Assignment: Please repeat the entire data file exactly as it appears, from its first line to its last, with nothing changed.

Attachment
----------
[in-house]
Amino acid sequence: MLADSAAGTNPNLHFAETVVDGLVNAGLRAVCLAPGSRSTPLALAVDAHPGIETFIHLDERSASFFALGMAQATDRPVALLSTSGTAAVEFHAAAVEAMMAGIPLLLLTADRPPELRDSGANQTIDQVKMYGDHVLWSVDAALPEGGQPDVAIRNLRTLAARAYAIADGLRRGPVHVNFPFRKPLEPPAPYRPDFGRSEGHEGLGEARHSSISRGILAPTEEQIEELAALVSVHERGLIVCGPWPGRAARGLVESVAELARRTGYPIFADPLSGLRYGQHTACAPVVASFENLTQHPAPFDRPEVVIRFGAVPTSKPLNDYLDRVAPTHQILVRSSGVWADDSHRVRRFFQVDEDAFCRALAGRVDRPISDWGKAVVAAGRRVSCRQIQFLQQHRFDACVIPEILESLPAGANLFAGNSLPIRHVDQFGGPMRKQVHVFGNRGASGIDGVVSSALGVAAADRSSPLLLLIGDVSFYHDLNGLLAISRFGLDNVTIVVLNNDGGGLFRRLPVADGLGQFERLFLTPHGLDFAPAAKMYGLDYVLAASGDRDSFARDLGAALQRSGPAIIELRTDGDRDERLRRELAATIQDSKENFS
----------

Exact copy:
[in-house]
Amino acid sequence: MLADSAAGTNPNLHFAETVVDGLVNAGLRAVCLAPGSRSTPLALAVDAHPGIETFIHLDERSASFFALGMAQATDRPVALLSTSGTAAVEFHAAAVEAMMAGIPLLLLTADRPPELRDSGANQTIDQVKMYGDHVLWSVDAALPEGGQPDVAIRNLRTLAARAYAIADGLRRGPVHVNFPFRKPLEPPAPYRPDFGRSEGHEGLGEARHSSISRGILAPTEEQIEELAALVSVHERGLIVCGPWPGRAARGLVESVAELARRTGYPIFADPLSGLRYGQHTACAPVVASFENLTQHPAPFDRPEVVIRFGAVPTSKPLNDYLDRVAPTHQILVRSSGVWADDSHRVRRFFQVDEDAFCRALAGRVDRPISDWGKAVVAAGRRVSCRQIQFLQQHRFDACVIPEILESLPAGANLFAGNSLPIRHVDQFGGPMRKQVHVFGNRGASGIDGVVSSALGVAAADRSSPLLLLIGDVSFYHDLNGLLAISRFGLDNVTIVVLNNDGGGLFRRLPVADGLGQFERLFLTPHGLDFAPAAKMYGLDYVLAASGDRDSFARDLGAALQRSGPAIIELRTDGDRDERLRRELAATIQDSKENFS